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Joseph A. Burlini: Retrospective

by Aron Packer, Senior Specialist, Contemporary & Outsider Art

Introduction

 
Joseph A. Burlini holds a special place in the public sphere, creating large-scale sculpture, and for me, specifically, creating complex and compelling intimate sculpture that can be enjoyed in one’s home. Burlini’s artistic identity exists in tandem with the strong work ethic of Chicago. Thoughtfully clever with his execution and composition in relation to materials, Burlini’s work has also remained accessible during the course of his diligent career in art and industrial design.

Biography of Joseph A. Burlini

Joseph A. Burlini Retrospective, Koehnline Museum of Art

Sculptor Joseph Burlini (left) talks with Ronald Laurent at the opening of the Burlini retrospective at Oakton Community College’s Koehnline Museum of Art on May 9, 2019. Photo courtesy of Sue Ellen Burlini via dailyherald.com


Born in 1937, Burlini spent his youth in Morton Grove, Illinois. He studied industrial design at the School of the Art Institute of Chicago from 1956 to 1960. To start his professional career, he worked for Sears Roebuck and Co. for six years designing toys, cameras, rifles, and other goods. In his spare time, Burlini began to experiment with drawing “Larger Than Life” celebrity portraits as well as welding sculptures from steel rods.

In 1965, Burlini entered a sculpture in The Chicago and Vicinity Show at the Art Institute of Chicago and won the John G. Curtis prize. Soon thereafter, Burlini told his new wife, Sue Ellen, that he planned to quit working in industrial design to become a full-time artist and she encouraged him to pursue his passion.

Throughout Burlini’s 50-plus years as an artist, his focus has evolved in multiple directions. During his gallery years, Burlini went through a 15-year machine phase and later a Man in the Box period. Burlini also produced his Satin and Smoke polished bronze series and 24-carat gold Butterfly People. Perhaps most notable was Burlini’s 15-year stretch creating kinetic do-nothing machines composed of metal rods, wheels, wings, rudders, etc.

The Museum of Science and Industry in Chicago held an early retrospective of Burlini’s work in 1977 entitled Rockets to Rainbows. In subsequent decades, Burlini was commissioned to create bold public sculptures and innovative awards for various corporations and organizations. His clients have included McDonald’s, Standard Oil, Walt Disney Studios, the Pentagon, Chicago Symphony Orchestra, and many other Chicago-area institutions.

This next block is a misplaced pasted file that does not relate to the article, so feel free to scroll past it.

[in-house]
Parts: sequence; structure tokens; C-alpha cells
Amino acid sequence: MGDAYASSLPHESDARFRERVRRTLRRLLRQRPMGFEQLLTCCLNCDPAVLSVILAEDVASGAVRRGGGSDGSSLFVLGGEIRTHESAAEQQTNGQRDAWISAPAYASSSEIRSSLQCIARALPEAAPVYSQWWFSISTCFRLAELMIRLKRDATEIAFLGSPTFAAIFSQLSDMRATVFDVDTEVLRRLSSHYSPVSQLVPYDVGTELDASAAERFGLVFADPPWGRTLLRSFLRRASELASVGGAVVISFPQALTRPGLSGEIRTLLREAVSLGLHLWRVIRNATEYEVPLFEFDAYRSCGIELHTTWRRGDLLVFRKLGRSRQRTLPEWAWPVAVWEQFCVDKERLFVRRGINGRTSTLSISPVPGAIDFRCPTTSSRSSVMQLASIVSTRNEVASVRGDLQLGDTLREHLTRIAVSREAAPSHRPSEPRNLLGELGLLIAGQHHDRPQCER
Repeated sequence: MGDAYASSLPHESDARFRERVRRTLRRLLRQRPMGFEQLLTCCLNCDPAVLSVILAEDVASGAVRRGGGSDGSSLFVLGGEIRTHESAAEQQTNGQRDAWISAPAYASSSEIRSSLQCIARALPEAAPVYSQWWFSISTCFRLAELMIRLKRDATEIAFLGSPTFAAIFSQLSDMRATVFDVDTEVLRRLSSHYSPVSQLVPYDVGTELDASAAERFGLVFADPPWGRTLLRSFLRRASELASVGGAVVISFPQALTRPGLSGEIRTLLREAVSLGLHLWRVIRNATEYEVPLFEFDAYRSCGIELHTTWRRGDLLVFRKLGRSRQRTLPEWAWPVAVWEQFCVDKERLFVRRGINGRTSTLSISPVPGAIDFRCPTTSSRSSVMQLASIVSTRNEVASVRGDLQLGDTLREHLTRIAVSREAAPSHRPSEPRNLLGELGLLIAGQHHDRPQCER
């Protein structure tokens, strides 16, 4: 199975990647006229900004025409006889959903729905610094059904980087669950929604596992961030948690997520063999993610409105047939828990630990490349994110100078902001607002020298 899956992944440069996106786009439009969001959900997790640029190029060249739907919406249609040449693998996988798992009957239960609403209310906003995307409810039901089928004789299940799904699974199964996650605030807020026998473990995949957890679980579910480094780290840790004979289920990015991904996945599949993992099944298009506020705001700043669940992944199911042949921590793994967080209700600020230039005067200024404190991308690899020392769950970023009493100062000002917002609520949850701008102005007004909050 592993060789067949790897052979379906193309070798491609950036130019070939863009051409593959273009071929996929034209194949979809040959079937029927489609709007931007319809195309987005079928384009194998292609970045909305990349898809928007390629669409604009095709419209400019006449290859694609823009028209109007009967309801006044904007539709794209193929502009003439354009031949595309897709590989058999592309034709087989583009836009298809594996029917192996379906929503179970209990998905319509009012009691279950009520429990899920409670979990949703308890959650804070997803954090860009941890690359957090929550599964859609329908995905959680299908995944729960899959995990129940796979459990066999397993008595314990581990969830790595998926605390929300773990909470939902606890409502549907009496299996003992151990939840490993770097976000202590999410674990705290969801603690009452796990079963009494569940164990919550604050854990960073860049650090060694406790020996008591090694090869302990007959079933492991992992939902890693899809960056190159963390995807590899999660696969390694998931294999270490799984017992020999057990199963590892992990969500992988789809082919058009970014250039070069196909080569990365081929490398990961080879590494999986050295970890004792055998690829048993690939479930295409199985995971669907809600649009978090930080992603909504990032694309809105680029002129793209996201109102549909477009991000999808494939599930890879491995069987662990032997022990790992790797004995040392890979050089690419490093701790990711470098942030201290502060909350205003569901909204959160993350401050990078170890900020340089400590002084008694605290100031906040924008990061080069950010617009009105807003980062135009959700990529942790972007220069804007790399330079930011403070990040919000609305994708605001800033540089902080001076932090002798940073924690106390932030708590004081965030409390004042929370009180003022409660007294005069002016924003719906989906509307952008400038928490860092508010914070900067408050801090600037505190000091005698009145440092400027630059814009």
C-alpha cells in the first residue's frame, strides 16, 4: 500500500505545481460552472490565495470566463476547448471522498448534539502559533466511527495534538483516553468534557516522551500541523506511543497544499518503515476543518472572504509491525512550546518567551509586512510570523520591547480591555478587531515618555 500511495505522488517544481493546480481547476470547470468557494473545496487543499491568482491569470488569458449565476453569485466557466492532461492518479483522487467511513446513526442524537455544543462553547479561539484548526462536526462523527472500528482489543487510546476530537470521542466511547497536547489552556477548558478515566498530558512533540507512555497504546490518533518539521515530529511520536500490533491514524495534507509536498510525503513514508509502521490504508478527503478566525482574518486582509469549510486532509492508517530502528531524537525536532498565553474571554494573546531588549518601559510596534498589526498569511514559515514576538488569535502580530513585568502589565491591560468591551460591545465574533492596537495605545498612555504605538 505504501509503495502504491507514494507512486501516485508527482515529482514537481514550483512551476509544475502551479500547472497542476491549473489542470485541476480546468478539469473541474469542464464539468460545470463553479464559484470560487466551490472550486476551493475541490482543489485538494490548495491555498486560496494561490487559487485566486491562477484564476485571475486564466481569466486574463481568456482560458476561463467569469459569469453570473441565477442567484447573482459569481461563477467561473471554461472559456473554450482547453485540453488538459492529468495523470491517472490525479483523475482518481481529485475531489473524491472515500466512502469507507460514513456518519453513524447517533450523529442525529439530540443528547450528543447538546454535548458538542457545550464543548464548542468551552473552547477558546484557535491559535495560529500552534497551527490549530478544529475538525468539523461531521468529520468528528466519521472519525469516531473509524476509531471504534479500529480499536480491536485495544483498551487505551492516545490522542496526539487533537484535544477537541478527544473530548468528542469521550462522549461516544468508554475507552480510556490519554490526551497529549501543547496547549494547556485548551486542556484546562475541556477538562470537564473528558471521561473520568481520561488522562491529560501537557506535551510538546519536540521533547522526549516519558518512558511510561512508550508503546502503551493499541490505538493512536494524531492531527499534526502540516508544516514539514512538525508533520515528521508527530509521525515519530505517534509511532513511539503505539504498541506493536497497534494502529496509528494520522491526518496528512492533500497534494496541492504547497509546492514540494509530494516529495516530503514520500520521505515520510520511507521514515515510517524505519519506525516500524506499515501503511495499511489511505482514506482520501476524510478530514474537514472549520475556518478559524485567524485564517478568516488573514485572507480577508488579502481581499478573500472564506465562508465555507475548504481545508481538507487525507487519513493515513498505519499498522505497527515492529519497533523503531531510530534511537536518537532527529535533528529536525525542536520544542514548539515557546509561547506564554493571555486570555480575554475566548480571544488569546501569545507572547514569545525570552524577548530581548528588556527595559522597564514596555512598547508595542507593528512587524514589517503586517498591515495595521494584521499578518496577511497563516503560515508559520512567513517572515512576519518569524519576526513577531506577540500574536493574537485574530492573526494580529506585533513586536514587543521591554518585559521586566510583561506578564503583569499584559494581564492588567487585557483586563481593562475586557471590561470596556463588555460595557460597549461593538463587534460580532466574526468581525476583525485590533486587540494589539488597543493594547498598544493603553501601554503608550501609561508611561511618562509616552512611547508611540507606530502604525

Childhood Memories of Burlini


Growing up on the north side of Chicago, my parents moved in similar circles as Burlini since my father was also an industrial designer and my mother was a serious painter. We would go to galleries and annual outdoor events like the Old Town Art Fair and the 57th Street Art Fair in Hyde Park. At the time, it felt like my parents were dragging me along and I was not interested in much that I saw. However, the highlight was usually encountering Burlini’s booth with his kinetic do-nothing machines. Nothing else had as much magnetism as Burlini’s playfully ingenious work. To this day, I am still fascinated by his creations.

Joseph A. Burlini Retrospective, Koehnline Museum of Art

Pictured (left to right): [1] Sundial, 1987, Chicago Botanical Gardens, Glencoe, Illinois; [2] Aspire, 1995, Wellness Center, Arlington Heights, Illinois; [3] Flames, 1985, Temple Judea Mizpah, Skokie, Illinois. Photo courtesy of Koehnline Museum of Art, Oakton Community College, Des Plaines, Illinois

Visiting the Burlini Retrospective


Today Joseph A. Burlini is a towering artistic figure in the Chicago art world and beyond. He recently finished a major retrospective (May 9 – June 14, 2019) curated by Nathan Harpaz, Ph.D. at the Koehnline Museum of Art at Oakton Community College in Des Plaines, Illinois. At 82 years of age, Burlini is still going strong. The retrospective showed examples of his first sculptures, his early style developing through welded steel Brutalist masses and shapes, oversized Sharpie portraits, medallions for various awards, plus maquettes and plans for large sculptures. Traveling around the greater Chicago area it is hard not to run into Burlini’s public art at places like the Aon Center, the Chicago Botanical Gardens, and Ravinia.

Just as during my youth, I was most attracted to the kinetic sculptures for which Burlini is best known at the Koehnline retrospective. Walking into the show, I was greeted with a six-foot high kinetic work that was “plugged in,” so to speak, but much of Burlini’s kinetic work is activated by a simple touch. There were at least 20 kinetic examples large and small. Whimsical stationary unicycles looked like they could ride right off their pedestals into the air. At first glance, some sculptures appeared as if they might have some kind of protruding weapon, but slowly they seemed more like futuristic scientific devices gathering information for humanity.

I would posit that the work of Burlini’s kinetic period offers examples of industrial design age folk or outsider art. With all the training that one might have, the best artists are self-taught to some degree. Burlini had this fanciful work in his soul and it needed to come out eventually. Presented here are various scenes from my trip to Joseph A. Burlini: Retrospective.

Joseph A. Burlini Retrospective, Koehnline Museum of Art

Joseph A. Burlini Retrospective, Koehnline Museum of Art, Oakton Community College

Joseph A. Burlini Retrospective, Koehnline Museum of Art, Oakton Community College

Joseph A. Burlini Retrospective, Koehnline Museum of Art, Oakton Community College

Burlini Works Offered by Toomey & Co.

 

In recent years, Toomey & Co. Auctioneers has offered many Joseph A. Burlini lots. The Instagram post below includes a carousel slideshow of selected works.